Mon, Apr 07, 2003 - Page 11 News List

Americans start to change focus

`Taipei Times' staff reporter in Washington Charles Snyder recently met with Rupert Hammond-Chambers, president of the US-Taiwan Business Council, and discussed commerce and trade issues between the US and Taiwan, and China's influence.


We will do some government meetings. Secretary Cohen will be traveling to Taiwan for the first time in his capacity as chairman of our council, although he's been to Taiwan many times in the past. And I look forward to seeing him develop the very strong dialogue that past chairmen of our organization have developed with Taiwan leadership.

We will be continuing that dialogue on a whole range of issues: intellectual property rights, agriculture, defense and security.

There will be a large number of issues that we will want to talk to people about. And, also to listen to Taiwan's business leaders. We'll spend some time with Taiwan's leading business people to talk about their interests, their investments in China, the sorts of trends that they are seeing. Secretary Cohen is very excited about his trip. He will have a very active number of days in Taiwan.

TT: Will he be seeing Chen Shui-bian?

Hammond-Chambers: I certainly hope so. If President Chen is available, I think it would be appropriate for Secretary Cohen to see him, but well have to see how the schedule works out. President Chen is a very busy man.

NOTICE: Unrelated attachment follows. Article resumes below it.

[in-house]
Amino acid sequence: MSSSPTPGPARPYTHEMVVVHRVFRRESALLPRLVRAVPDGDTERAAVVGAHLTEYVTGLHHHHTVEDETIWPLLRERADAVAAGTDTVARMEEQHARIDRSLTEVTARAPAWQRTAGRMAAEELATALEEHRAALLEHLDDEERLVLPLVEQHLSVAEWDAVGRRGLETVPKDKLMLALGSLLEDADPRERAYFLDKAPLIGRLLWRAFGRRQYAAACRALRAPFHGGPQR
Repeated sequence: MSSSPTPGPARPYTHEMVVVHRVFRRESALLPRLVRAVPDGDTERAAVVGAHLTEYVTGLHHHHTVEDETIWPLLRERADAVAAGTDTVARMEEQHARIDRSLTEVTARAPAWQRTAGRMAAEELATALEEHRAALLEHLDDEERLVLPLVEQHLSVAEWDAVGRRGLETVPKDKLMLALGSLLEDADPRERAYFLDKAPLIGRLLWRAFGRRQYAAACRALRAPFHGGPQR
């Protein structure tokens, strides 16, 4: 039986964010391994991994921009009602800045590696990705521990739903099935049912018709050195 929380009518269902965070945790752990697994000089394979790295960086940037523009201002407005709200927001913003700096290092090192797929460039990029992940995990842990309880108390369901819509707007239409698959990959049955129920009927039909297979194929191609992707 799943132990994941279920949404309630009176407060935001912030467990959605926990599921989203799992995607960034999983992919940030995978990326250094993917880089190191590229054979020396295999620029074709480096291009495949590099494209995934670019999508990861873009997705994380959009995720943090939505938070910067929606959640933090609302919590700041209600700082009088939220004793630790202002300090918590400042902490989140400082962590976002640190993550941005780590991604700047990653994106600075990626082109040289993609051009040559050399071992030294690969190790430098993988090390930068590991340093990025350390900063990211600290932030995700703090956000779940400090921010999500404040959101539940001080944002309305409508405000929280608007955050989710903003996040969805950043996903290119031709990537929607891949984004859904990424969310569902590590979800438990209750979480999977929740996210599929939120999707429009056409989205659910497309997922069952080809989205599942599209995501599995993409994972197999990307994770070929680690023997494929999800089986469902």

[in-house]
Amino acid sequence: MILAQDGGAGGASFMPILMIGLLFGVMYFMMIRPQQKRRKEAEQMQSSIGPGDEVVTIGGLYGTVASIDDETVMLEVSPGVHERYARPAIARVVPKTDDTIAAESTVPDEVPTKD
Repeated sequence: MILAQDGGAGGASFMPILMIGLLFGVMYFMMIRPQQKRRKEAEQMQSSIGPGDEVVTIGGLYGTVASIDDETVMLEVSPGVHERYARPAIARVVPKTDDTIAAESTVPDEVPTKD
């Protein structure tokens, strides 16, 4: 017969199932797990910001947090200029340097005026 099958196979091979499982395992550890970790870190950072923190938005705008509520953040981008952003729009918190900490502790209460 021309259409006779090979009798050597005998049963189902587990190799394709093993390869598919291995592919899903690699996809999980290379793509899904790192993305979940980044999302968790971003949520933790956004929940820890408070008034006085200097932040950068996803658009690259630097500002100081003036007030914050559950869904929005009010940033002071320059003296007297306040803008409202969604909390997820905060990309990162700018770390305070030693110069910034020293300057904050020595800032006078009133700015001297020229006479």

TT: Do you think that China might get its nose out of joint over a former defense secretary visiting Taiwan and seeing the president and other leaders?

Hammond-Chambers: Not at all. Former defense secretaries go to Taiwan all the time, and to China. Our past chairman, Frank Carlucci, often would visit Taiwan and then China on the same trip.

Secretary [William] Perry was there when Secretary Carlucci and myself were in Taiwan last November as part of Track Two, and there's a great deal of travel taking place: Cap [Casper] Weinberger traveled to Taiwan many, many times and China as well. So, not at all ...

TT: On trade itself, the US Trade Representative's office just issued its latest report on foreign trade barriers, and had some tough words to say about Taiwan in terms of intellectual property rights, piracy, agriculture and some other areas. What comments would you have on the report itself and how this is affecting US-Taiwan relations?

Hammond-Chambers: On the report itself, Charles Freeman and the people that Charles works for in the US Trade Representative's office are just a superb outfit. They're as good as the USTR has ever had. They're very active. They really understand the issues, and they have put together a report that absolutely identifies the key issues in our bilateral trade relationship with Taiwan at the moment.

These are issues, I am quite sorry to say, that have been issues for quite some time and as an organization, just as other organizations that deal with Taiwan would also say, I believe, we are all frustrated at the seeming inability of Taiwan to be more aggressive in dealing with a whole host of issues that are negatively impacting our bilateral relationship: optical media, IPR violations, agriculture, issues in pharmaceuticals, the same issues that we've been dealing with for a number of years now ...

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